Head Protection

Trends in ... head protection

Protecting workers’ heads from hazards is a serious responsibility. Example: NIOSH data shows that, from 2003 to 2010, a quarter of all work-related deaths in the construction industry were caused by a traumatic brain injury. Workers in many other industries are at risk for head injuries, too.

What can safety professionals do?

Different levels of protection

It’s important to understand the differences between the types and classes of head protection. Zach Richman, group product manager of personal protective equipment for Milwaukee Tool, explained:

“Head protection classification is referred to by a ‘type’ and a ‘class.’ ANSI Type 1 reduces the force of impact resulting from a blow only to the top of the head. ANSI Type 2 reduces the force of lateral impact resulting from a blow from the side or to the top of the head. The ‘class’ refers to the various levels of protection from electricity being that Class E (electrical) is proof-tested for 20,000 volts, Class G (general) is tested for 2,200 volts and Class C (conductive) does not offer electrical protection.”

Stephanie Garner, product manager at Radians, added: “Know the standards! It’s very easy for customers to cite a standard or requirement, but helping them understand the ‘why’ is something that’s often overlooked.”

Joe Brandel, business development manager for North America, Industrial Safety Market, for Mips, said that an understanding of concussions is needed as well. “Many serious injuries and even fatalities could potentially have been prevented if workers were wearing the proper head protection. Employers need to provide the proper head protection for each situation, based on risk factors, and workers need to understand how to wear and use them correctly. This includes a deeper understanding of the common causes of concussions, such as rotational motion, and the role that proper head protection plays in workplace safety.”

A new way of looking at head protection

Discussions around diversity, equity and inclusion have increased in recent years. They apply to head protection, too, said Tim Gallant, product director for Ergodyne. “The conversation around DEI has significantly evolved in the workplace, and that’s informing the way some manufacturers are approaching head protection. One example is the consideration of fit with a broader range of hairstyles – larger natural hair, ponytails, dreadlocks – throughout the design process. Bump caps have benefited greatly from this thinking. The old rigid plastic salad bowls from back in the day have progressed to highly engineered inserts – breathable, lightweight and pliable enough to fit with and on an infinite amount of headwear and heads. PPE makers … are adding details like flexible wings in key areas and hinged openings that allow hair to escape out of the back of the bump cap and lay flat to ensure a proper fit.”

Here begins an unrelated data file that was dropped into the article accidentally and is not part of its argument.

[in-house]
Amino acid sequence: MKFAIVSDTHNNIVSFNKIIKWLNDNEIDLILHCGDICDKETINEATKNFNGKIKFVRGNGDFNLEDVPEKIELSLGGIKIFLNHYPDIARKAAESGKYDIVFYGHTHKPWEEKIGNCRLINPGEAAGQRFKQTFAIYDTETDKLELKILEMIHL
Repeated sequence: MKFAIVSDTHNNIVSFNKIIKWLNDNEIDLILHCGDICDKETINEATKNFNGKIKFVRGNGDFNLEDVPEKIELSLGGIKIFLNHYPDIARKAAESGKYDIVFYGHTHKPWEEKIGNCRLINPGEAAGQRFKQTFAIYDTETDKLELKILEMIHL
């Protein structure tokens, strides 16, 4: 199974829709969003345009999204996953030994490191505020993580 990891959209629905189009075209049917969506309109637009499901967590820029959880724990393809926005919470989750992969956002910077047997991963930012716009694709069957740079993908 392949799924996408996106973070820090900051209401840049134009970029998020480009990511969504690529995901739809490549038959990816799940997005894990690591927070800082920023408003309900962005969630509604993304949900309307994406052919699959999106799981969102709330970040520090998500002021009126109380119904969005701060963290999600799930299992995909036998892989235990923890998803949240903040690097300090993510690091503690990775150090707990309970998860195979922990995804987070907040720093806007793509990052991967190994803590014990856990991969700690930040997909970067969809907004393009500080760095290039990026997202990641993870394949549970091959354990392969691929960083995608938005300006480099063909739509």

The most important element

What do the experts say is the most important element to consider with head protection?

“Few things in worker safety are more fundamental than properly fitting PPE,” Gallant said. “Whether it’s a bump cap, safety helmet or hard hat, it needs to fit properly to do its job.”

At the end of the day, he added, “Workers should feel emboldened to advocate for their safety and employers should feel like they can work with their PPE manufacturer to help workers get the solution they need.”

Compiled with the assistance of the International Safety Equipment Association

Coming next month:

  • Foot protection
  • Safety tools/tethers and knives

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